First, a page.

The Covid-19 pandemic has disrupted the global economy, especially affecting those in the middle and lower income groups.
The UN’s International Labour Organisation predicts that 1.6 billion informal economy workers will suffer “massive damage” to their livelihoods. And in the second quarter, it may affect up to 305 million full-time jobs.
Things are so bad that, according to the Department of Statistics Malaysia, the country is currently facing its worst unemployment rate in a decade at 3.9%.
Not surprisingly, some industries are bearing the brunt. The aviation industry was the first to be heavily impacted – flights were cancelled all over the world, which left airports empty and affected airline revenues and those of airport operators.
Because no one is travelling, the travel and hospitality industry is also seeing the worst bout of lay-offs ever.
The moment travel bans were issued, many employees in these sectors lost their jobs. Tourism accounts for 10% of the world’s gross domestic product and jobs, according to the World Travel and Tourism Council.
Covid-19 has also left the entertainment industry reeling. The film industry is vulnerable as both the production and consumption of its output require large groups of people to gather in small spaces.
The global entertainment industry includes amusement parks, theatrical productions, sporting and live events and trade shows. The pandemic has obviously affected revenues as well as the employees in these sectors that rely on large crowds.
The oil and gas industry has also seen a drop in demand as much of the world was locked down, causing oil prices to fall.
To paint a clearer picture of how dire the situation is, Malaysia’s exports of liquefied natural gas (LNG) are set to drop to their lowest since mid-2018 according to shipping sources. That means oil companies may be unable to sustain their employees.
But all is not lost. While certain sectors are in the doldrums, some are seeing huge demand.
Things have never been as good for e-commerce as they are now. Malaysians, unable to go to the shops during the Movement Control Order (MCO), have turn to shopping online.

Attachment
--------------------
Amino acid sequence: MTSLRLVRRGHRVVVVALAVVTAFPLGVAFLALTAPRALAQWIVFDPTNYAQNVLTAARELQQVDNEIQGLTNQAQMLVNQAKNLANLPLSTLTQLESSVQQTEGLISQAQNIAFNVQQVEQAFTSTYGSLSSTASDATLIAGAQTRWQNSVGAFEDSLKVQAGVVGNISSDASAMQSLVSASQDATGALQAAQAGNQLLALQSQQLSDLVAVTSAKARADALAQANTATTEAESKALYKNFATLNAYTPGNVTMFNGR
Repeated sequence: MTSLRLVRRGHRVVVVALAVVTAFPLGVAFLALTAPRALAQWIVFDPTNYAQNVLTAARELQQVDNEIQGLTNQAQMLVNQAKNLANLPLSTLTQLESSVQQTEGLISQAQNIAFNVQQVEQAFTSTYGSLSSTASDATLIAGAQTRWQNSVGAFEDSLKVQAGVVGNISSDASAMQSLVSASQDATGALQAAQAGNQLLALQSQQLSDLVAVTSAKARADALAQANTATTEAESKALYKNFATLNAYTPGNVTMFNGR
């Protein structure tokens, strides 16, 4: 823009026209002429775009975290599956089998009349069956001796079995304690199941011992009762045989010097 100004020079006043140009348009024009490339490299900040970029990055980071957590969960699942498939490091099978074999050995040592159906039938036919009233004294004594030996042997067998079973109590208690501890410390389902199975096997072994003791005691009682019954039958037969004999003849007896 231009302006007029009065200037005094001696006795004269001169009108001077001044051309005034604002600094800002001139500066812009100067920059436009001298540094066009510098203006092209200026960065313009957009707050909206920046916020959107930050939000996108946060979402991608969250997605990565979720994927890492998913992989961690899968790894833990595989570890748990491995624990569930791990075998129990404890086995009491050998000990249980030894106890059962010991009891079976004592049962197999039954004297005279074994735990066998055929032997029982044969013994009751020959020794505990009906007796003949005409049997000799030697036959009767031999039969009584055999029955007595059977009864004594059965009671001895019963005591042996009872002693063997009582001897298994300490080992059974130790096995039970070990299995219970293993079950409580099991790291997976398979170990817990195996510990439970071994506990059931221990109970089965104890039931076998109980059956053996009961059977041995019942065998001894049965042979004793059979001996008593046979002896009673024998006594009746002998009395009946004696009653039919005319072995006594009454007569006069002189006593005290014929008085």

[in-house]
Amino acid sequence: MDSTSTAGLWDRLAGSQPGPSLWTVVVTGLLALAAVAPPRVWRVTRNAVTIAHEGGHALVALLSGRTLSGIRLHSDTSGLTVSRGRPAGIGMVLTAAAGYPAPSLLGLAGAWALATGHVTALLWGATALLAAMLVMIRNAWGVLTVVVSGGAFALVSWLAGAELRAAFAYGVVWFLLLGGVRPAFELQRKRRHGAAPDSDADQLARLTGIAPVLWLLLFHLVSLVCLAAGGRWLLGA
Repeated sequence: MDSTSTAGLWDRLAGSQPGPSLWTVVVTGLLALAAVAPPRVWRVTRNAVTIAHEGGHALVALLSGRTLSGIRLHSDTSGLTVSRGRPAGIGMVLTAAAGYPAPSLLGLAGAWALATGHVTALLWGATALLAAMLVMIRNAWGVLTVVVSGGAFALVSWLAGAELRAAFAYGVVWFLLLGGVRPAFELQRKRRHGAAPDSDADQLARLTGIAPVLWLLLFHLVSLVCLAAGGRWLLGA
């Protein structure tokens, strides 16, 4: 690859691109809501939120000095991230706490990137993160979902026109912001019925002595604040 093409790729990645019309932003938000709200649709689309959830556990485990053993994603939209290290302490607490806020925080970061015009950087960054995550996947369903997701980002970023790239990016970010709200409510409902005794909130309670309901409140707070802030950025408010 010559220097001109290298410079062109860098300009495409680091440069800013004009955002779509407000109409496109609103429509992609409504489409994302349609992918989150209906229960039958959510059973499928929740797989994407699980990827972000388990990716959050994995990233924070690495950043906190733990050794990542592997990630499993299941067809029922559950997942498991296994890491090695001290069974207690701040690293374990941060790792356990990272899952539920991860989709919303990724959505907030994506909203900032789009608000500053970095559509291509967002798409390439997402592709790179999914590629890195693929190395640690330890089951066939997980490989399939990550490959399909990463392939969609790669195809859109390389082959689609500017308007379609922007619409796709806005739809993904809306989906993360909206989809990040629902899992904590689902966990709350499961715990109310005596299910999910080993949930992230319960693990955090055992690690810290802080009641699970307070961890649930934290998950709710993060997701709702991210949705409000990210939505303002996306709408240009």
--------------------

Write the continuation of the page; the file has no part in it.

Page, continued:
Stuck at home, people also began to explore new hobbies, another boon for the e-commerce industry.
Reaping the benefits of the boom in e-commerce are the logistics and delivery sectors. Whether it is in food delivery or courier services, there are now more job opportunities.
Foodpanda and Grab are among the companies that have increased their revenues in tandem with growing demand for deliveries since the MCO came into force on March 18.
In technology, virtual reality (VR) is thriving. The education sector is using VR for virtual tours of schools and universities to accommodate student queries. Not being able to leave home does not mean being unable to check out one’s dream school.
The pharmaceutical industry is also thriving. Which makes sense, given the growing demand for drugs and the focus on developing a vaccine against Covid-19.
In fact, most healthcare-related sectors are doing well. The health insurance industry is seeing increased demand as more people seek financial stability in unpredictable times.
And medical institutions are busier than ever. For medical frontliners, their jobs are emotionally and physically exhausting as the number of Covid-19 cases has skyrocketed since the virus was first detected in December last year. The need for more frontliners means that medical institutions are hiring.
The chances of employment for graduates in the medical field are especially high with educational institutions that have their own medical centres.
Ramsay Sime Darby Healthcare College is associated with several hospitals, providing students the opportunity to gain real-life job experience, training and job offers after graduation.
There is no sure way to predict how the economy will recover from the Covid-19 pandemic or when the recovery will happen. What is clear is that society will have to adjust, and people must hope for the best.
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